Dance it up
Remember the last time you danced for joy?
Remember the last time you danced?
If you’re struggling with either of those questions, isn’t it time to arrange a re-visit to joy?
YouTube celebrates toddlers dancing with abandon for the sheer exuberance of being alive, and I for one am unwilling to accept that it’s downhill all the way from there. Are you?
The brilliant thing is, you can dance yourself to joy, as well as dance to express joy.
It works both ways.
I speak from personal experience – if you were to catch me after a three-hour bout of salsa, I will look and sound very close to merrily drunk. Because dancing creates a high, minus hang-over.
Minus most of the expense. What’s not to like?
I cottoned on to that in the mid-90s, and then someone dragged me into Argentine Tango. And the high went from lasting till the next morning to lasting for the best part of the week. My colleague’s eyes went square on a Thursday at my reply that I was still feeling fine, thank you, after a great Tango outing the Sunday before.
I’m good to go – but where do I go?
“Ok,” you say, “you’ve convinced me. Memories of exuberant dancing fun are flooding back, I’m rearing to go.”
Unfortunately, there is a snag. Socially-acceptable settings for dancing for most people in this part of the world today consist of:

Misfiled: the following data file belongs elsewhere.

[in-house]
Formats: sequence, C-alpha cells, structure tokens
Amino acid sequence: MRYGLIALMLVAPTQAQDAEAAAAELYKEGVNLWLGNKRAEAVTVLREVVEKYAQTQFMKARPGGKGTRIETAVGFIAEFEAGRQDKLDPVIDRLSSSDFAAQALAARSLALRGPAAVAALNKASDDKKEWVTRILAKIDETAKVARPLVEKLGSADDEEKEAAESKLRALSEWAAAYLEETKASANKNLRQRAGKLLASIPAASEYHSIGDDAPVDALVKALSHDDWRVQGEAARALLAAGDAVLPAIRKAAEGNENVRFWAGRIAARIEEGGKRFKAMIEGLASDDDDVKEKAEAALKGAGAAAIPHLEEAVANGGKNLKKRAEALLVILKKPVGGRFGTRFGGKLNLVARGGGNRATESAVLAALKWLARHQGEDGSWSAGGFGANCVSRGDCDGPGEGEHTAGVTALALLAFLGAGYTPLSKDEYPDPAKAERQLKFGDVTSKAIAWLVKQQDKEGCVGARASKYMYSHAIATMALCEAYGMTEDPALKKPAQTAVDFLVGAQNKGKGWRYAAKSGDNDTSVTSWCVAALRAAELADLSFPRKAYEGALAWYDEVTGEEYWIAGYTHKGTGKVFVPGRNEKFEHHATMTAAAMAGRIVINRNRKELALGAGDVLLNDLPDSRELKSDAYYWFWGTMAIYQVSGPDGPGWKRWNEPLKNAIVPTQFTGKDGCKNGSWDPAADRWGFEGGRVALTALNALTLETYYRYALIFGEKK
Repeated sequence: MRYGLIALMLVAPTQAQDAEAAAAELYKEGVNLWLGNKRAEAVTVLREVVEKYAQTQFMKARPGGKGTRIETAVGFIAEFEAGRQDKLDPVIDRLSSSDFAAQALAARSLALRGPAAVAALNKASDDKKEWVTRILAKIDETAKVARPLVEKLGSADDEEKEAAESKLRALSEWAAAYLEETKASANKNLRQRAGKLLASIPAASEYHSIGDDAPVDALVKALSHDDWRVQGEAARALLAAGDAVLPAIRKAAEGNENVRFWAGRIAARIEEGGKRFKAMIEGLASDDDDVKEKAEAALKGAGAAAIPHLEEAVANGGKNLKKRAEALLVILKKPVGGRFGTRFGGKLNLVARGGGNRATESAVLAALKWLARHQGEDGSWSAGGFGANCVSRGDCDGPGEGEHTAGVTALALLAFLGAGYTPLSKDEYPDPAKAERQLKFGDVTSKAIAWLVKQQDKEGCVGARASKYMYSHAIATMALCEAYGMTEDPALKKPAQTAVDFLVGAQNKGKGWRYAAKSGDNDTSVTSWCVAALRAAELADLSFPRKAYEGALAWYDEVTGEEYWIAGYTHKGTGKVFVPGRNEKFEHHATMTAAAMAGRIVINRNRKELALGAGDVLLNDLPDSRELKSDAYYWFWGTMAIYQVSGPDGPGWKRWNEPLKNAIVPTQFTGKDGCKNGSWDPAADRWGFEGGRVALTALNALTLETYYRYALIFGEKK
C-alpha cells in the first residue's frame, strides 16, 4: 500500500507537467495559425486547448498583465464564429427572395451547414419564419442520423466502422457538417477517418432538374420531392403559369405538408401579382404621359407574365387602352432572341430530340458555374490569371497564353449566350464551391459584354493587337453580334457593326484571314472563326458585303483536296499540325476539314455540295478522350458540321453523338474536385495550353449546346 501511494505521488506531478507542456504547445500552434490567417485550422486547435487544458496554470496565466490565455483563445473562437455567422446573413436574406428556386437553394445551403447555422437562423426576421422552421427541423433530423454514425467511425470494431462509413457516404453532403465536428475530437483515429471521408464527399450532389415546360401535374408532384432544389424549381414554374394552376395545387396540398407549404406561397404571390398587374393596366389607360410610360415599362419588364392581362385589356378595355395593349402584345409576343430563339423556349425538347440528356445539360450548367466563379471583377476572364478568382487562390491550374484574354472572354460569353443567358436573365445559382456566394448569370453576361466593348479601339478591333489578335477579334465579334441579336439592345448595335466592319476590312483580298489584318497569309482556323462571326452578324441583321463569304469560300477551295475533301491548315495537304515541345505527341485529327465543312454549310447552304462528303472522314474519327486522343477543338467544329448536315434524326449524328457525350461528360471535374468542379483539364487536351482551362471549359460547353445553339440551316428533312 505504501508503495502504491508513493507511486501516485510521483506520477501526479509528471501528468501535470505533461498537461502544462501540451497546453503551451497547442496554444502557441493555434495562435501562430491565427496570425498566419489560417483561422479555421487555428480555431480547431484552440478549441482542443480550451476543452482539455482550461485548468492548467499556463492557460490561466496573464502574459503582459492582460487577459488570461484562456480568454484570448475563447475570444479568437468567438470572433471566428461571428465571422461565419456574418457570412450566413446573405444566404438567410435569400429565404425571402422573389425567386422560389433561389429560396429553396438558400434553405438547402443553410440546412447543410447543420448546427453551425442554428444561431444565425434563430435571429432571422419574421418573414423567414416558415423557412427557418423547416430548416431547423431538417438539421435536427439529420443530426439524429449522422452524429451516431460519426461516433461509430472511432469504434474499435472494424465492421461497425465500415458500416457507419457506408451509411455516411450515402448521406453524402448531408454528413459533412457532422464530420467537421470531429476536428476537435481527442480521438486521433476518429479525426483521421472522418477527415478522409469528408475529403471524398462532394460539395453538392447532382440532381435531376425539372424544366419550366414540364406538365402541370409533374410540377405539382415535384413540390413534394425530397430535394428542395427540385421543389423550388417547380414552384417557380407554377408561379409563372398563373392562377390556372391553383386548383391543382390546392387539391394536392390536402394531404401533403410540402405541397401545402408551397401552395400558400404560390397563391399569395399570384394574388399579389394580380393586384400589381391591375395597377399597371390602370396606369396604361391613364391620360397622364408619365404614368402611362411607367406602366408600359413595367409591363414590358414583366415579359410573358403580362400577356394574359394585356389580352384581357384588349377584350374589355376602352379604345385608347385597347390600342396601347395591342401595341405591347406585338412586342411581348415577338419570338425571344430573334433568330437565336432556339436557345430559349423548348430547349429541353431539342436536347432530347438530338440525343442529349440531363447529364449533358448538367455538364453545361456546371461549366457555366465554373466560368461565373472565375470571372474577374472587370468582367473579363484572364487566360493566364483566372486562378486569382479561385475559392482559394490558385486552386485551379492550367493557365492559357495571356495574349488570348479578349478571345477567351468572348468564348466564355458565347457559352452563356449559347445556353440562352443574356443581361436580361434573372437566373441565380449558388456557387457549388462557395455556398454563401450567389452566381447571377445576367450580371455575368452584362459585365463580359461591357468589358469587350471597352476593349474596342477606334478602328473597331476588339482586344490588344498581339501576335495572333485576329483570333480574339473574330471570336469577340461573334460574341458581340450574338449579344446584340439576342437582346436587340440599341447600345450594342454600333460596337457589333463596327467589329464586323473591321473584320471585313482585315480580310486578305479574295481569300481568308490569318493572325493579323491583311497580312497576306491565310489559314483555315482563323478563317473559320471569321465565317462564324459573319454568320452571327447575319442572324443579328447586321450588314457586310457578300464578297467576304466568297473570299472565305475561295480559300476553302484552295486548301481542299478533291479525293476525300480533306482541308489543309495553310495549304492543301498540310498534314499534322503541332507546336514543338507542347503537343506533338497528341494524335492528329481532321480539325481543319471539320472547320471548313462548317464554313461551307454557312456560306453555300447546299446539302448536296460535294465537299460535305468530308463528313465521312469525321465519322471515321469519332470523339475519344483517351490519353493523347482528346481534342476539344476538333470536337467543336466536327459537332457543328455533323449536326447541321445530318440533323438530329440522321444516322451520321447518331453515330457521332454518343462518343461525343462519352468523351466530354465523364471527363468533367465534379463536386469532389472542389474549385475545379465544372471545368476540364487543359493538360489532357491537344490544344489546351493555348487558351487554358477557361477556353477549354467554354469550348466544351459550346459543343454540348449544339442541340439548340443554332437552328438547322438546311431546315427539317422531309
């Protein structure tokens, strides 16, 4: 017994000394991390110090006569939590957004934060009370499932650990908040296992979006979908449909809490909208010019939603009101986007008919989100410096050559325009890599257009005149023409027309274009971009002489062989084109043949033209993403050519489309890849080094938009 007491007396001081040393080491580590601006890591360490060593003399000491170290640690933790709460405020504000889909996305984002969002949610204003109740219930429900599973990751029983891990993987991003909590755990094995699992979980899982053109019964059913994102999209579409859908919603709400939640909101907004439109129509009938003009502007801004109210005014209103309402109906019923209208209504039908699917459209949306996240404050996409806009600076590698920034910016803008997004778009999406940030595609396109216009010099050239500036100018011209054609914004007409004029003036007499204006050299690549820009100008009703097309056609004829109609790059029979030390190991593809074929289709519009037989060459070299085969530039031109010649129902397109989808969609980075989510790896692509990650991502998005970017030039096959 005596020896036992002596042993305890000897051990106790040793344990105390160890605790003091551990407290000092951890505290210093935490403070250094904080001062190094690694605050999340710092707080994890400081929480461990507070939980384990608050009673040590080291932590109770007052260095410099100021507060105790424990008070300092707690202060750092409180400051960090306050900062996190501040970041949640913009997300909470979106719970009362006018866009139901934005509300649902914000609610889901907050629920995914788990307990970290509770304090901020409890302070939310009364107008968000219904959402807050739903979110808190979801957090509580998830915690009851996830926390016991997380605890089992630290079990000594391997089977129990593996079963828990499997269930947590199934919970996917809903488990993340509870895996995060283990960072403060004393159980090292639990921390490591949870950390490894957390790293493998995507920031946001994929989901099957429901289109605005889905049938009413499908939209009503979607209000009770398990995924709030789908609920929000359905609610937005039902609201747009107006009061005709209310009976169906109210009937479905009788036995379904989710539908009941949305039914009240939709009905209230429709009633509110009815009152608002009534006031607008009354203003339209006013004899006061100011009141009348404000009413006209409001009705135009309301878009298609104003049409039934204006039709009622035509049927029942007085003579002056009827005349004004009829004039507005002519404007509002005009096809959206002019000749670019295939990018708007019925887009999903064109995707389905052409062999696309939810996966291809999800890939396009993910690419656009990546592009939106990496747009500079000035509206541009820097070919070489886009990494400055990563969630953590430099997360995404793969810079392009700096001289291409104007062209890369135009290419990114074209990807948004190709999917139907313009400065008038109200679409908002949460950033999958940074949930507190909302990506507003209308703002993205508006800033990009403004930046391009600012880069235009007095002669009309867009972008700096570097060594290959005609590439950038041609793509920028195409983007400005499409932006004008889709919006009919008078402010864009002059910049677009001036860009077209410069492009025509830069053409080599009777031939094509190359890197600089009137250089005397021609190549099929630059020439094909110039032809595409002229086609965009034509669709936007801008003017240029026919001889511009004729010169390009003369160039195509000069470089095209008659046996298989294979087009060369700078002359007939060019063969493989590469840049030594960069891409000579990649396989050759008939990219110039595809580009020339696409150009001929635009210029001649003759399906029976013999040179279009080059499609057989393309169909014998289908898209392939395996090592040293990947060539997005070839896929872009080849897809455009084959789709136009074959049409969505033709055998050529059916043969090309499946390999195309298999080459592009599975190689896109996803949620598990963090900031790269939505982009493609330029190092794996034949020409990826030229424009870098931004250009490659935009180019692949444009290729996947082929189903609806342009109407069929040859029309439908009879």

- If you’re under 30: bobbing up and down in a nightclub
- Um, what?
Humans are sociable creatures, so if there is no place where it’s Ok for us to dance, most of us will simply stop. And forgo joy, that willingly?
Well, we may find other things to enjoy around other people: beer, beer, and… wait a second!
Let’s face it, most parties still include music and dancing for a reason: leave them out and it’s suddenly so dull, you have to drown your boredom in a magic potion, aka a drink.
Admittedly, there are a few places which explicitly include dancing. But there’s the rub: you arrive at one of those, and you *would* dance, if you could. If you could dance, that moment at a wedding when the music comes on would be your chance to shine and let your hair down. Tricky to do though, if the last time you dusted off your moves was… when was it again?
What to dance then?
So, Ok, you’ve decided that dance is something worth your while, and you’re willing to be proactive about it. Woohoo!